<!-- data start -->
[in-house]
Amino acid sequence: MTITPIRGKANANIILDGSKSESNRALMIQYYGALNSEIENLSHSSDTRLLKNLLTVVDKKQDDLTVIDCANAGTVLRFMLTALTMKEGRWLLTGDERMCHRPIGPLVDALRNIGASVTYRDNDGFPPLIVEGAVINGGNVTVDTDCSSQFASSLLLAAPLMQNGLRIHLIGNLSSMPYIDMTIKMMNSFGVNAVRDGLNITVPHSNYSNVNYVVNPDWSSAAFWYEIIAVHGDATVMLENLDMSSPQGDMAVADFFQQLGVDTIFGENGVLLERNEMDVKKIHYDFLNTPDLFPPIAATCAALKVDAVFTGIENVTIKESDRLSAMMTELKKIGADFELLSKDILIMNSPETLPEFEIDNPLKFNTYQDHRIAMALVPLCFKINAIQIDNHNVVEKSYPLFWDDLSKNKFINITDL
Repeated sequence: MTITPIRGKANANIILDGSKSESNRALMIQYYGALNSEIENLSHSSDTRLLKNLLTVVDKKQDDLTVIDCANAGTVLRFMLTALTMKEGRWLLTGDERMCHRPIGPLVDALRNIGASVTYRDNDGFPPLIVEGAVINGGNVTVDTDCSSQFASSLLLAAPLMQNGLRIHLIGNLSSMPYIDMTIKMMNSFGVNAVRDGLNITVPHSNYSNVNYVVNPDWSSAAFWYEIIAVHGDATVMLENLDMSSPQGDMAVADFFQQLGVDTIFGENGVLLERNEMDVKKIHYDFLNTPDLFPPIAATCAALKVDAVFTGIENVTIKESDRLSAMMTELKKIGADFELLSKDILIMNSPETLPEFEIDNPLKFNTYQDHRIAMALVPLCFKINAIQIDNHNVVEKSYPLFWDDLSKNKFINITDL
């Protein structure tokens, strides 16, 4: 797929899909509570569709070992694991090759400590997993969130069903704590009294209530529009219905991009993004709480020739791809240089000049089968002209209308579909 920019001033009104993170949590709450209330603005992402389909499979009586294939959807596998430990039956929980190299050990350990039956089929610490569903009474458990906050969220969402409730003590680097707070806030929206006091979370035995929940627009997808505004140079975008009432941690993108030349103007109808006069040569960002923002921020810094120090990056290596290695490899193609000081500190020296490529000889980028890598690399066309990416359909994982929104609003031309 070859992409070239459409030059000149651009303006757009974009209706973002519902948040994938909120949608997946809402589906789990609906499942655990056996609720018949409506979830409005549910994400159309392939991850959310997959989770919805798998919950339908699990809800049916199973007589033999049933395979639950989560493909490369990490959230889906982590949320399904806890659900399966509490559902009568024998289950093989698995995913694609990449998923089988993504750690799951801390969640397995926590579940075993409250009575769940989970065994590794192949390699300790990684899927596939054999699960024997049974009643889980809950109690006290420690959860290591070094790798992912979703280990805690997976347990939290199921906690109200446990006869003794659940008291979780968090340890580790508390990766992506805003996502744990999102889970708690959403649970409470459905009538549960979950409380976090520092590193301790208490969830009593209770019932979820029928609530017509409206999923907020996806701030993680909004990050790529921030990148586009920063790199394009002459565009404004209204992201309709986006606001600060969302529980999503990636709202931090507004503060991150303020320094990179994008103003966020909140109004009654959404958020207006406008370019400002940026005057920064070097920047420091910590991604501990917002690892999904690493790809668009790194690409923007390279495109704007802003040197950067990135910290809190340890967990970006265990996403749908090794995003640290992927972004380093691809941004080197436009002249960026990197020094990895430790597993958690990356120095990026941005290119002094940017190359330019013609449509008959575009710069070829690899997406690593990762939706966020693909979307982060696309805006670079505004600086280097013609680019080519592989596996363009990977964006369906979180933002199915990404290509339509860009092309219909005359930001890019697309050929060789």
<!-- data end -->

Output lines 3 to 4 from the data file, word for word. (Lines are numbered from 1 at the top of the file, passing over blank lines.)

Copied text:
Repeated sequence: MTITPIRGKANANIILDGSKSESNRALMIQYYGALNSEIENLSHSSDTRLLKNLLTVVDKKQDDLTVIDCANAGTVLRFMLTALTMKEGRWLLTGDERMCHRPIGPLVDALRNIGASVTYRDNDGFPPLIVEGAVINGGNVTVDTDCSSQFASSLLLAAPLMQNGLRIHLIGNLSSMPYIDMTIKMMNSFGVNAVRDGLNITVPHSNYSNVNYVVNPDWSSAAFWYEIIAVHGDATVMLENLDMSSPQGDMAVADFFQQLGVDTIFGENGVLLERNEMDVKKIHYDFLNTPDLFPPIAATCAALKVDAVFTGIENVTIKESDRLSAMMTELKKIGADFELLSKDILIMNSPETLPEFEIDNPLKFNTYQDHRIAMALVPLCFKINAIQIDNHNVVEKSYPLFWDDLSKNKFINITDL
């Protein structure tokens, strides 16, 4: 797929899909509570569709070992694991090759400590997993969130069903704590009294209530529009219905991009993004709480020739791809240089000049089968002209209308579909 920019001033009104993170949590709450209330603005992402389909499979009586294939959807596998430990039956929980190299050990350990039956089929610490569903009474458990906050969220969402409730003590680097707070806030929206006091979370035995929940627009997808505004140079975008009432941690993108030349103007109808006069040569960002923002921020810094120090990056290596290695490899193609000081500190020296490529000889980028890598690399066309990416359909994982929104609003031309 070859992409070239459409030059000149651009303006757009974009209706973002519902948040994938909120949608997946809402589906789990609906499942655990056996609720018949409506979830409005549910994400159309392939991850959310997959989770919805798998919950339908699990809800049916199973007589033999049933395979639950989560493909490369990490959230889906982590949320399904806890659900399966509490559902009568024998289950093989698995995913694609990449998923089988993504750690799951801390969640397995926590579940075993409250009575769940989970065994590794192949390699300790990684899927596939054999699960024997049974009643889980809950109690006290420690959860290591070094790798992912979703280990805690997976347990939290199921906690109200446990006869003794659940008291979780968090340890580790508390990766992506805003996502744990999102889970708690959403649970409470459905009538549960979950409380976090520092590193301790208490969830009593209770019932979820029928609530017509409206999923907020996806701030993680909004990050790529921030990148586009920063790199394009002459565009404004209204992201309709986006606001600060969302529980999503990636709202931090507004503060991150303020320094990179994008103003966020909140109004009654959404958020207006406008370019400002940026005057920064070097920047420091910590991604501990917002690892999904690493790809668009790194690409923007390279495109704007802003040197950067990135910290809190340890967990970006265990996403749908090794995003640290992927972004380093691809941004080197436009002249960026990197020094990895430790597993958690990356120095990026941005290119002094940017190359330019013609449509008959575009710069070829690899997406690593990762939706966020693909979307982060696309805006670079505004600086280097013609680019080519592989596996363009990977964006369906979180933002199915990404290509339509860009092309219909005359930001890019697309050929060789």